Highest Ever Annual Increase In Drug Related Deaths Reported

Colleagues from the NHS SMPA have been waiting in anticipation for ONS to release the 2018 drug related deaths figures in the hope that they do not validate what our members have suspected for a while now: that drug related deaths in England and Wales are increasing at an alarming rate.

Unfortunately, our members' fears have been justified with ONS statistics confirming the highest ever annual increase in drug related deaths in England and Wales since records began. There were 4,359 deaths related to drug poisoning in England and Wales in 2018 in comparison with 3,756 in 2017, an increase of 16% year on year.

There was other troubling news, with the ONS report highlighting the continuation of opiate related deaths being the most frequently reported, as well as a return to prevalence of new psychoactive substances (NPS), and a doubling of cocaine related deaths.

These figures continue to reinforce our members' concerns around the literal state of the nation when it comes to the continual erosion of drug and alcohol treatment services across England and Wales. It seems these latest figures are symptomatic of a treatment system, and those services on which the treatment system is reliant (e.g. mental health services, housing etc), being under extreme pressure.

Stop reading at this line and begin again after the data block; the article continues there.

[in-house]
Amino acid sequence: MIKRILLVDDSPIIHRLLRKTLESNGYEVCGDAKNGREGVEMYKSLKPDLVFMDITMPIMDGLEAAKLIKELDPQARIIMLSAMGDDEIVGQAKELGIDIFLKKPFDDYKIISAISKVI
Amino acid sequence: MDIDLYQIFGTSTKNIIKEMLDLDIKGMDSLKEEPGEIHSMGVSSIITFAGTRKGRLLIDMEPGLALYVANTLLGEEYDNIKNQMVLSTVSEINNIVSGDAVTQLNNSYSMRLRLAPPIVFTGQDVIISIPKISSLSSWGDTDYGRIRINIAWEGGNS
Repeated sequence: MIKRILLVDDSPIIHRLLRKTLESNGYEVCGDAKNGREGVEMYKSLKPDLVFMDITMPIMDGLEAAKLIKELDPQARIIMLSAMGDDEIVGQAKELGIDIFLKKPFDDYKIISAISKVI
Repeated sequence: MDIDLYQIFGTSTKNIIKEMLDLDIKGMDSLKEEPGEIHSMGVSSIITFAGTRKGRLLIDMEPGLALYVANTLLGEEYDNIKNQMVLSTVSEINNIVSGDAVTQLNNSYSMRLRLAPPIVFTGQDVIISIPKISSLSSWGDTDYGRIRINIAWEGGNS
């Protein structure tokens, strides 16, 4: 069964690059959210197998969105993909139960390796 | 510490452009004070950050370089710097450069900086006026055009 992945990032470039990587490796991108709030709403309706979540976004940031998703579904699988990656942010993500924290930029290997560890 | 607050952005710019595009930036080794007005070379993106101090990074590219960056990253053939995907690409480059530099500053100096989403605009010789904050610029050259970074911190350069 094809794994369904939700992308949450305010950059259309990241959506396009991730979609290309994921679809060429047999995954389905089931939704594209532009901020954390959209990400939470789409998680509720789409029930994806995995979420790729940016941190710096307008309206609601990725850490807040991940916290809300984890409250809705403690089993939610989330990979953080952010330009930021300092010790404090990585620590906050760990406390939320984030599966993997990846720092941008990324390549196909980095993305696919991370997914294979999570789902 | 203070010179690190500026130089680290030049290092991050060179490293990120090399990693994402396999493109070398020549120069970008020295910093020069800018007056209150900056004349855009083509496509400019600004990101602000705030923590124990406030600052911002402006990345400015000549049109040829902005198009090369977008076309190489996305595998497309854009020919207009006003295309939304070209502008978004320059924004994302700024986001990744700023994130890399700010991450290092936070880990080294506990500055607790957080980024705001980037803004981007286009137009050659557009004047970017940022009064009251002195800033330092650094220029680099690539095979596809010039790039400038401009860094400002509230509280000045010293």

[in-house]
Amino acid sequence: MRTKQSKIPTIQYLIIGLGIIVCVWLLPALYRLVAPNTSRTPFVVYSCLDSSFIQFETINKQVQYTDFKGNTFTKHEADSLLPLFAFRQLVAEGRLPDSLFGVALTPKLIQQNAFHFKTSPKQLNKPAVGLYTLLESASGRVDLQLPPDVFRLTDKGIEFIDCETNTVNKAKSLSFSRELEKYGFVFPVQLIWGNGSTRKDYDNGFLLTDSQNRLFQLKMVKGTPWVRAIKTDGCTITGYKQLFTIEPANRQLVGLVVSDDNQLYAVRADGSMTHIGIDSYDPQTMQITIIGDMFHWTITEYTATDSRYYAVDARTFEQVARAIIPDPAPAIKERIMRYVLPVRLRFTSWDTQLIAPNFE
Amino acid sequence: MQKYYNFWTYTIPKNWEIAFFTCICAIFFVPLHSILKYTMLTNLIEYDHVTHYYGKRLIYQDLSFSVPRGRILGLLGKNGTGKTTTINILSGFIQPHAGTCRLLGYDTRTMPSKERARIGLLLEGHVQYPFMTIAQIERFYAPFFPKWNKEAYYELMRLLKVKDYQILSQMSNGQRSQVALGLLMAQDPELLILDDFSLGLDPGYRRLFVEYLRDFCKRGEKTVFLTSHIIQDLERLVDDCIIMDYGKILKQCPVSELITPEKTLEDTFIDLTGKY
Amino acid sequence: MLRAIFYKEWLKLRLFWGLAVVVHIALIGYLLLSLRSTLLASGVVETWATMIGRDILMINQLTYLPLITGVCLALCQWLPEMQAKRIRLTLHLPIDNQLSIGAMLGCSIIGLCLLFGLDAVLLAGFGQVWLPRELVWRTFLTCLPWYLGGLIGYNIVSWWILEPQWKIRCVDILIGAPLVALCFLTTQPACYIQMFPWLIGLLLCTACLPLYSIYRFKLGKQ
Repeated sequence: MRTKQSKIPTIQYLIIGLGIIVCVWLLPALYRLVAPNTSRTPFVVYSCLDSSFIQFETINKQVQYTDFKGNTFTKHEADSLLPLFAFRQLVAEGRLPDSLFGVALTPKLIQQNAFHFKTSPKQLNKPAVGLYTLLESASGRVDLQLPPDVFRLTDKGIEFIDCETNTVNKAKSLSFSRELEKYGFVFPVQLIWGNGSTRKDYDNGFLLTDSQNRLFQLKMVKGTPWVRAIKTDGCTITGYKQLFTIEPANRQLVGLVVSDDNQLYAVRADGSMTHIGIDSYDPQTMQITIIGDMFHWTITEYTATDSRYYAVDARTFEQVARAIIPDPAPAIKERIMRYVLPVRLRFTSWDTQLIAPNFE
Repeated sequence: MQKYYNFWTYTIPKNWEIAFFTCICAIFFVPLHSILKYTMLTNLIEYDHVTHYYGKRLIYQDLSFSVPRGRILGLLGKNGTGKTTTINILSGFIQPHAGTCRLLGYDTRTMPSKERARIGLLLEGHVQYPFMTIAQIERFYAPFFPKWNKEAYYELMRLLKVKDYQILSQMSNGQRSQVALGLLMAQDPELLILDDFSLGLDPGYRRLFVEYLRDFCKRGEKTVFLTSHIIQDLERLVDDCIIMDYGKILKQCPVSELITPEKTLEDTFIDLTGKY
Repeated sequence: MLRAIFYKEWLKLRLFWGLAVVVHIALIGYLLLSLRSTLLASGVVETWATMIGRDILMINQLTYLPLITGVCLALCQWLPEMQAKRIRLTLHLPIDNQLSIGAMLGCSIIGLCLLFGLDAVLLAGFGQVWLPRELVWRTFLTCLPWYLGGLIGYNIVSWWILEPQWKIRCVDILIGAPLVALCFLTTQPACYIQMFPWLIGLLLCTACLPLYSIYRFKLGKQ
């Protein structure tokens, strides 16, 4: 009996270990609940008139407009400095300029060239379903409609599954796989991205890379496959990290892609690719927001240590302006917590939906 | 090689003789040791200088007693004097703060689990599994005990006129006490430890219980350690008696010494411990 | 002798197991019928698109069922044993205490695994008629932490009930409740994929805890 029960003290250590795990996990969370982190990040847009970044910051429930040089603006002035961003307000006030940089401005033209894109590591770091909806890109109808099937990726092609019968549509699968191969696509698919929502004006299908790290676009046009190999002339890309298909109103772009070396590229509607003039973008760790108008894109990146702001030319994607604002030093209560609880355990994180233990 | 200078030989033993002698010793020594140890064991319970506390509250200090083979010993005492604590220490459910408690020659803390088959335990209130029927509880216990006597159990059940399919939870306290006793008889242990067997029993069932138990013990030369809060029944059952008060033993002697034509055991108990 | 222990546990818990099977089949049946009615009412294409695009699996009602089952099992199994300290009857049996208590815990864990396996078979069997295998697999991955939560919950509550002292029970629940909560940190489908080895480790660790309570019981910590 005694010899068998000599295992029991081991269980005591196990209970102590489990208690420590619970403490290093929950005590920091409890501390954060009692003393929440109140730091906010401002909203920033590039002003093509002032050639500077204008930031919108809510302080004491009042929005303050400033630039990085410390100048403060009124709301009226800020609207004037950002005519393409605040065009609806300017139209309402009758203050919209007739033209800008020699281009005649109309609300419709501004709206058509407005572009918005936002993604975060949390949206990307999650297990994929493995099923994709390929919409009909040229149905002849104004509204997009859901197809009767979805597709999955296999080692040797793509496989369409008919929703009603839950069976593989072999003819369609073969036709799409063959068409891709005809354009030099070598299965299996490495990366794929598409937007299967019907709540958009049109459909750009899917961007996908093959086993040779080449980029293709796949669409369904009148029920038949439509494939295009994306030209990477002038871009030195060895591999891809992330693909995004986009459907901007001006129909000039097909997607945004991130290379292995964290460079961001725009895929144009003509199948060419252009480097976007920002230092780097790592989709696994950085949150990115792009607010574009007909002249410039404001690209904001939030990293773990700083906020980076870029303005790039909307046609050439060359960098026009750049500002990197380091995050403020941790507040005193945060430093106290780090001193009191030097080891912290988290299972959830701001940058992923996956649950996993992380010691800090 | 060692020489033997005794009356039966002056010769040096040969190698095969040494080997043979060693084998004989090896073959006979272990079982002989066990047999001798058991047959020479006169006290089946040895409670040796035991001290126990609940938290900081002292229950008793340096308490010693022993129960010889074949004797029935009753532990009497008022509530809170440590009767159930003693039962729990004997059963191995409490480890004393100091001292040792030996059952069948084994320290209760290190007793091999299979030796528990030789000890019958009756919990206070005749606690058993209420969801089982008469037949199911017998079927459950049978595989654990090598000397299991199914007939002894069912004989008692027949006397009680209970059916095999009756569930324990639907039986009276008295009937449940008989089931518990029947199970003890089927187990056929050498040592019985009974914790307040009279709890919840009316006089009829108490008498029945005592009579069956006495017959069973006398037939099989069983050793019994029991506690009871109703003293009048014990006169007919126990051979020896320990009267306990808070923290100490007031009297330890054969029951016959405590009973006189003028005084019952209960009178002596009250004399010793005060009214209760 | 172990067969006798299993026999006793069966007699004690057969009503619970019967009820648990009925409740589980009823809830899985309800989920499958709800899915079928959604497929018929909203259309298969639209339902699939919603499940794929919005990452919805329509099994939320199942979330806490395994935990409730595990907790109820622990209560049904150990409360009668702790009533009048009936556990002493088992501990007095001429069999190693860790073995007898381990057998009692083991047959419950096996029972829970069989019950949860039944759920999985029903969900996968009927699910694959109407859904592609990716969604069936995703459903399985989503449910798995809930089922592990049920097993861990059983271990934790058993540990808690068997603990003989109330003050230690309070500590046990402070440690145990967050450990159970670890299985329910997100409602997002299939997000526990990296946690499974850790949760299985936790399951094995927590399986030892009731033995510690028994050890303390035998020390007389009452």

Our members are seeing a growing complexity of service users in terms of their needs which is further compounded by an ageing cohort of opiate users who need ever greater access to physical and mental health services.

We believe that this report further emphasises the need for a focus on effective harm reduction interventions as well as a need to address key stresses on treatment system, such as Naloxone prescribing and the overall capacity of the workforce which has experienced a significant loss of talent, particularly harm reduction specialists.

It is clear that the ability of the treatment system to respond is being stunted by ongoing budget reductions, instability in commissioning arrangements and the overall budget available. As such, we believe that the key question is, when will government draw a line in the sand and decide enough is enough around drug related deaths?


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